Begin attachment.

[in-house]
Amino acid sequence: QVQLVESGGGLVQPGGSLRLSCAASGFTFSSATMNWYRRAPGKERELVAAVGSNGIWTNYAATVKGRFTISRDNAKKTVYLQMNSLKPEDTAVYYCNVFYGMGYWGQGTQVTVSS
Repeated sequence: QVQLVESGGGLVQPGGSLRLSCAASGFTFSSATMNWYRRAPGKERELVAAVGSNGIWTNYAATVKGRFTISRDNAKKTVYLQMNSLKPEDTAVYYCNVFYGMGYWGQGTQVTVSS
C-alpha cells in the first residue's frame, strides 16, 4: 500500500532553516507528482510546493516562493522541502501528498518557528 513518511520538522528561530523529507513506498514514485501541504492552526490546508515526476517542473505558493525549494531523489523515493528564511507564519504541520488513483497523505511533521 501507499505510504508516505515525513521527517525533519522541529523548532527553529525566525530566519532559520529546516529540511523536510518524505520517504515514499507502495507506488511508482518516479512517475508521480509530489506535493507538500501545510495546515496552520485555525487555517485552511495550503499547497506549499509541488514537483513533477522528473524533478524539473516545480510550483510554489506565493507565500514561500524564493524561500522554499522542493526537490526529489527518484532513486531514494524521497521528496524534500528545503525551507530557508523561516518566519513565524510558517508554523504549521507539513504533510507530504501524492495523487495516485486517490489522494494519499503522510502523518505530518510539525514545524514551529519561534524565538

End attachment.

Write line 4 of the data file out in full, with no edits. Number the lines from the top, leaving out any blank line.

C-alpha cells in the first residue's frame, strides 16, 4: 500500500532553516507528482510546493516562493522541502501528498518557528 513518511520538522528561530523529507513506498514514485501541504492552526490546508515526476517542473505558493525549494531523489523515493528564511507564519504541520488513483497523505511533521 501507499505510504508516505515525513521527517525533519522541529523548532527553529525566525530566519532559520529546516529540511523536510518524505520517504515514499507502495507506488511508482518516479512517475508521480509530489506535493507538500501545510495546515496552520485555525487555517485552511495550503499547497506549499509541488514537483513533477522528473524533478524539473516545480510550483510554489506565493507565500514561500524564493524561500522554499522542493526537490526529489527518484532513486531514494524521497521528496524534500528545503525551507530557508523561516518566519513565524510558517508554523504549521507539513504533510507530504501524492495523487495516485486517490489522494494519499503522510502523518505530518510539525514545524514551529519561534524565538